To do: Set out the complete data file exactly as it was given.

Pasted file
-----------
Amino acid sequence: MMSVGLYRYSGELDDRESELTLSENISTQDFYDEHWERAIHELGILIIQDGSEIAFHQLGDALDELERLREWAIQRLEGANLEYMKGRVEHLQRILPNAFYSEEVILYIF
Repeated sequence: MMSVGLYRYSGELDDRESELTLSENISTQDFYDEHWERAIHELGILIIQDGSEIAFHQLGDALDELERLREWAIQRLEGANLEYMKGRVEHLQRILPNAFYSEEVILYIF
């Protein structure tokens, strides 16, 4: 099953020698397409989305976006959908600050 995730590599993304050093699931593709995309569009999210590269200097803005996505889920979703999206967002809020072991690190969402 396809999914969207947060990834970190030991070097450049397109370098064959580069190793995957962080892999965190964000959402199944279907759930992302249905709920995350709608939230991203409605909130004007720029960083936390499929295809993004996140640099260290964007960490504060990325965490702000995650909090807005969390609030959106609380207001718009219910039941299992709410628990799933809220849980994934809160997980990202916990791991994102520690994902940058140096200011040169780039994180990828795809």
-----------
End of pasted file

Amino acid sequence: MMSVGLYRYSGELDDRESELTLSENISTQDFYDEHWERAIHELGILIIQDGSEIAFHQLGDALDELERLREWAIQRLEGANLEYMKGRVEHLQRILPNAFYSEEVILYIF
Repeated sequence: MMSVGLYRYSGELDDRESELTLSENISTQDFYDEHWERAIHELGILIIQDGSEIAFHQLGDALDELERLREWAIQRLEGANLEYMKGRVEHLQRILPNAFYSEEVILYIF
């Protein structure tokens, strides 16, 4: 099953020698397409989305976006959908600050 995730590599993304050093699931593709995309569009999210590269200097803005996505889920979703999206967002809020072991690190969402 396809999914969207947060990834970190030991070097450049397109370098064959580069190793995957962080892999965190964000959402199944279907759930992302249905709920995350709608939230991203409605909130004007720029960083936390499929295809993004996140640099260290964007960490504060990325965490702000995650909090807005969390609030959106609380207001718009219910039941299992709410628990799933809220849980994934809160997980990202916990791991994102520690994902940058140096200011040169780039994180990828795809």